Unofficially named, “Sheep Hole Mountain” is the highest point of the Sheep Hole Mountains located inside the Sheep Hole Valley Wilderness which was designated by Congress in 1994 and contains 188,169 acres. So what exactly is a sheep hole? Don't ask...
The Sheephole Range much like the Coxcomb Range to the east and the Pinto Range to the south are composed of jumbled formations of monzogranite boulders. The surface of these rocks feature large sharp granules of biotite and hornblende which is great for fiction except where erosion has loosened the top layer making it crumbly.
To say the Sheephole, Coxcomb and Pinto ranges feature rugged terrain is a gross understatement. The rock formations are often large with serious vertical relief and this chaotic rock maze deters travel of human-sized animals. Furthermore certain plants prefer to grow in crevices, on ledges and in the spaces inbetween boulders where said animals might be forced to pass. Of these the Catclaw (Acacia greggii) and various thorny cacti species are somewhat plentiful. Dry waterways occasionally provide easier travel than rocky slopes or ridges, except for the presence of dryfalls. Bighorn sheep might be present, but the animal you are most likely to encounter is the western speckled rattlesnake (Crotalus mitchellii pyrrhus).
So why would anyone want to enter this hot desert landscape full of tricky boulders, thorny plants, and poisonous snakes? Good question! The short answer is for the fun of the challenge. Other motivations might include the fact that Sheep Hole Mountain is a range high-point with over 2000 feet of prominence, a wilderness high-point with awesome views, and it's #73 on the Desert Peaks Section list. Are you up to the challenge? Any route to the summit is likely to involve class 3 scrambling. Driving access is easy and hiking mileage is short (4 miles round-trip), but don't underestimate the amount of time and energy this mountain will take.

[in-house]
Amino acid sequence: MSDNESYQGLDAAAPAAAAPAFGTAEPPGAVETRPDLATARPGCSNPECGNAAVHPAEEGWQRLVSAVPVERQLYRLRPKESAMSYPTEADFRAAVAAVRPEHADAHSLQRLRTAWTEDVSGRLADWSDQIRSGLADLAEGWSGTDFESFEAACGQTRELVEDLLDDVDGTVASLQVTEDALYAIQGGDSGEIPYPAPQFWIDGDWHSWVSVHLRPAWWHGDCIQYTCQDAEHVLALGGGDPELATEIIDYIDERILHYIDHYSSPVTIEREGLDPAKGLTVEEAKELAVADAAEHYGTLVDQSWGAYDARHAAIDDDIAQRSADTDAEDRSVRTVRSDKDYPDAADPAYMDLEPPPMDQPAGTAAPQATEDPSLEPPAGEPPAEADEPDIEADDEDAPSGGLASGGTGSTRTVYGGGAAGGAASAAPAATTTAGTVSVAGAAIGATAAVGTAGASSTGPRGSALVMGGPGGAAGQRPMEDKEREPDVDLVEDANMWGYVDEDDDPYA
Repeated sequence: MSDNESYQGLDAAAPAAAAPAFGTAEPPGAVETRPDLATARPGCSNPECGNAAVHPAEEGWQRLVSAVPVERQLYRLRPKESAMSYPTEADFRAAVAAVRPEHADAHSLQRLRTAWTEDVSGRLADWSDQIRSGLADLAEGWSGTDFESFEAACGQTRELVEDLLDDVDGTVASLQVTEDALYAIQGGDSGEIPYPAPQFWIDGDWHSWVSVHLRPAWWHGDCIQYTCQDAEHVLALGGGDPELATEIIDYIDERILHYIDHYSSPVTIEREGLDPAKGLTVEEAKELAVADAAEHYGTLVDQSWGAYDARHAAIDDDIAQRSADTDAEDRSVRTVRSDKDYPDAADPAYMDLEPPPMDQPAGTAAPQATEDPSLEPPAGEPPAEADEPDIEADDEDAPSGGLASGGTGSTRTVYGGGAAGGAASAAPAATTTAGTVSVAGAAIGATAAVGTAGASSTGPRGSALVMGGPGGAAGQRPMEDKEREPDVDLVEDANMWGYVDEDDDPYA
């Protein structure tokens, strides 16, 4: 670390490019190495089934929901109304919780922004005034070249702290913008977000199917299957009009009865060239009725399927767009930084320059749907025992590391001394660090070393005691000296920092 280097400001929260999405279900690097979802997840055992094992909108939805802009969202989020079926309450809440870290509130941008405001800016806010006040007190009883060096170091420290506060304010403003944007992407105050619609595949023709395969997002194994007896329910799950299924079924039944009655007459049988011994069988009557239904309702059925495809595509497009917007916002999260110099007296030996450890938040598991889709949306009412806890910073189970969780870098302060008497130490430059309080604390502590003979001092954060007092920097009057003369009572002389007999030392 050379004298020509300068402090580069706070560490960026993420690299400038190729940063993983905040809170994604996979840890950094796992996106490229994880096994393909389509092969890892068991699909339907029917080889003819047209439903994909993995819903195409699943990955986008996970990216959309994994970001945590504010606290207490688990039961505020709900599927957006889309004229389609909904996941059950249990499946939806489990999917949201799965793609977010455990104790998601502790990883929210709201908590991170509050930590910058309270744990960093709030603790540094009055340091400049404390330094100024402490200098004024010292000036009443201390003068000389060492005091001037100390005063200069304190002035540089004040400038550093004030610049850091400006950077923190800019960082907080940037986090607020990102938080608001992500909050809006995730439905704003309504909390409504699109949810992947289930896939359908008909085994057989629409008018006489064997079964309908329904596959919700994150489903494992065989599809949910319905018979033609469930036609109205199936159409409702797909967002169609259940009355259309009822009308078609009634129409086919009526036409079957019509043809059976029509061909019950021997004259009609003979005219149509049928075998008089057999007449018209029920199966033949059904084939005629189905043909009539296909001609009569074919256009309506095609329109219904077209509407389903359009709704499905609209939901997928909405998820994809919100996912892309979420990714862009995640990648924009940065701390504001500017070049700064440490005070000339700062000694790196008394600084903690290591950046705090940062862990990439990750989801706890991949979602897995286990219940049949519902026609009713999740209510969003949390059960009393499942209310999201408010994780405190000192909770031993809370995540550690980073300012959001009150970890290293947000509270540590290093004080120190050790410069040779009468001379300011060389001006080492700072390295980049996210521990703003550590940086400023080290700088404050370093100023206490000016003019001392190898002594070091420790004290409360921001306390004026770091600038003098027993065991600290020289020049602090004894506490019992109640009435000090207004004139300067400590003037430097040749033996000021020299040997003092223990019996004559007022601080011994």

Standard RoutesThere seem to be two two main access canyons / draws by which summiters access the upper peak (see map below). Guidebooks are fairly vague about Sheep Hole and this might be the reason that no single route has been well established and cairned. The route described and photographed on this page is the west draw while the DPS guide and Desert Summits book might describe the northwest canyon / draw. The summit block itself might be class 3 if approached from the northwest, but it is certainly class 4 if scrambled from the southeast side.
West Draw Route -
From the parking area, drop down 25 feet into a wash and cross to the far side to enter the mouth of the draw. There are some mining prospects on the slope above. Follow the bottom of the draw east by southeast for 1.3 miles scrambling around rocks and up a few dryfalls.
At 1000 meters / 3280 feet, a side canyon ties in from the north. Do not follow the cairns leading into this more appealing side canyon. Instead continue east by southeast up out of the draw to the start of a southwest ridge at 1080 meters / 3540 feet.
Scramble northeast up the ridge passing around a giant prominent boulder at 1200 meters / 3940 feet. The summit area is now visible with obvious cliffs blocking a direct ascent of the south face. At 1250 meters / 4100 feet traverse to the east below the cliffs crossing a depression and then passing up and over a small spur ridge at 1340 meters / 4400 feet, just southwest of the summit. From here, aim for the saddle between the summit area and the next point on the ridge to the southeast. Getting there can be tricky.
Scramble over medium sized boulders and under large ones and friction walk up some slabs and ramps. When you get to the east side of the summit boulders you'll be asking yourself, "well now what?". The question is, how bad do you really want this peak?
Locate the entrance to some tunnels which go underneath and through the summit block. These entrances might be partially blocked by catclaw. Enter the “sheep hole” tunnels and turn left at a fork scrambling around a chockstone. The right tunnel which appears better is actually a dead-end. Scramble up to the base of a chimney and use stemming techniques to climb the short chimney.
Above the chimney is a large boulder with a steep class 4 slab. It's about 20 feet, but the upper half is covered with nice “jugs” and “chicken head” style holds. There was a summit register present in April 2015.
Now if this route sounds confusing and difficult, it's because it is. You might prefer to try the northwest draw route alternative which could prove easier, or perhaps not. The scramble itself up the northwest side of the summit block via the other route is probably easier, however getting to it might be harder. Accomplished peakbagger Bob Burd took “2hrs to reach the summit” travelling only “a few hundred yards” along the northwest ridge (trip report). The choice is yours.
Getting There / Driving Directions
Red Tape / When To ClimbLeave no trace! This is a wilderness area, so respect it.
October to April. Bring lots of water. It's a desert and likely to be hot.